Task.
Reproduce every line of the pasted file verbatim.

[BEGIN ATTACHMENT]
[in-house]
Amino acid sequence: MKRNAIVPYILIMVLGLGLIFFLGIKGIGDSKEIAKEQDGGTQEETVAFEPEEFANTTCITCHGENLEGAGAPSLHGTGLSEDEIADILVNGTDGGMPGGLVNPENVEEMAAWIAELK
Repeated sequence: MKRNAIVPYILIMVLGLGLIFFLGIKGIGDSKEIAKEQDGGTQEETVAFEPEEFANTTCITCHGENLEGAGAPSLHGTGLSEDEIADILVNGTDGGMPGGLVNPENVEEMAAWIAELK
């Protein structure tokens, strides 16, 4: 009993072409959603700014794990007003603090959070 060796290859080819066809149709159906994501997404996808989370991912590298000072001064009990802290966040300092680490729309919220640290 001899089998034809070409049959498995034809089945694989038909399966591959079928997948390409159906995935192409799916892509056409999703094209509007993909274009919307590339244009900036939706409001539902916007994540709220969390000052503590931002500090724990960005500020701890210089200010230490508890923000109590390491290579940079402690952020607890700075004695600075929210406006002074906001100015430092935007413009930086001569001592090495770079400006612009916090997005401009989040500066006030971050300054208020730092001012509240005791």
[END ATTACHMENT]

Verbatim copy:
[in-house]
Amino acid sequence: MKRNAIVPYILIMVLGLGLIFFLGIKGIGDSKEIAKEQDGGTQEETVAFEPEEFANTTCITCHGENLEGAGAPSLHGTGLSEDEIADILVNGTDGGMPGGLVNPENVEEMAAWIAELK
Repeated sequence: MKRNAIVPYILIMVLGLGLIFFLGIKGIGDSKEIAKEQDGGTQEETVAFEPEEFANTTCITCHGENLEGAGAPSLHGTGLSEDEIADILVNGTDGGMPGGLVNPENVEEMAAWIAELK
């Protein structure tokens, strides 16, 4: 009993072409959603700014794990007003603090959070 060796290859080819066809149709159906994501997404996808989370991912590298000072001064009990802290966040300092680490729309919220640290 001899089998034809070409049959498995034809089945694989038909399966591959079928997948390409159906995935192409799916892509056409999703094209509007993909274009919307590339244009900036939706409001539902916007994540709220969390000052503590931002500090724990960005500020701890210089200010230490508890923000109590390491290579940079402690952020607890700075004695600075929210406006002074906001100015430092935007413009930086001569001592090495770079400006612009916090997005401009989040500066006030971050300054208020730092001012509240005791």